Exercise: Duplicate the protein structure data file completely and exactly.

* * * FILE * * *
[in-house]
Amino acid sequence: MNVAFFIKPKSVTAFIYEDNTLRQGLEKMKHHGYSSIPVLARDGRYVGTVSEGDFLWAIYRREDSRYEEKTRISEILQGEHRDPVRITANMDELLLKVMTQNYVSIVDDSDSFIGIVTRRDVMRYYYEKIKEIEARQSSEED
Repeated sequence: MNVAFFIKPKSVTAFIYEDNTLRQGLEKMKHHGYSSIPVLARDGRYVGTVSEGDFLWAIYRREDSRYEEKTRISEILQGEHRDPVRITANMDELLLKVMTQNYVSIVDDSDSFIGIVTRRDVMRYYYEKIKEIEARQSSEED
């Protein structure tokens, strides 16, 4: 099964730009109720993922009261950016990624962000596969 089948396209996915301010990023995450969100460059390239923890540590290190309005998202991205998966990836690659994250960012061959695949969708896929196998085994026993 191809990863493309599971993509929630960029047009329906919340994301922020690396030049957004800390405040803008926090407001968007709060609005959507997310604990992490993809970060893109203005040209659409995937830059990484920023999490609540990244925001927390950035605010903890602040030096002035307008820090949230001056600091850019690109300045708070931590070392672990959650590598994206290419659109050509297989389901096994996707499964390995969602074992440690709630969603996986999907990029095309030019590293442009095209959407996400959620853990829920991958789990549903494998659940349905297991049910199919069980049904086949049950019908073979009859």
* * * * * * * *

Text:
[in-house]
Amino acid sequence: MNVAFFIKPKSVTAFIYEDNTLRQGLEKMKHHGYSSIPVLARDGRYVGTVSEGDFLWAIYRREDSRYEEKTRISEILQGEHRDPVRITANMDELLLKVMTQNYVSIVDDSDSFIGIVTRRDVMRYYYEKIKEIEARQSSEED
Repeated sequence: MNVAFFIKPKSVTAFIYEDNTLRQGLEKMKHHGYSSIPVLARDGRYVGTVSEGDFLWAIYRREDSRYEEKTRISEILQGEHRDPVRITANMDELLLKVMTQNYVSIVDDSDSFIGIVTRRDVMRYYYEKIKEIEARQSSEED
């Protein structure tokens, strides 16, 4: 099964730009109720993922009261950016990624962000596969 089948396209996915301010990023995450969100460059390239923890540590290190309005998202991205998966990836690659994250960012061959695949969708896929196998085994026993 191809990863493309599971993509929630960029047009329906919340994301922020690396030049957004800390405040803008926090407001968007709060609005959507997310604990992490993809970060893109203005040209659409995937830059990484920023999490609540990244925001927390950035605010903890602040030096002035307008820090949230001056600091850019690109300045708070931590070392672990959650590598994206290419659109050509297989389901096994996707499964390995969602074992440690709630969603996986999907990029095309030019590293442009095209959407996400959620853990829920991958789990549903494998659940349905297991049910199919069980049904086949049950019908073979009859």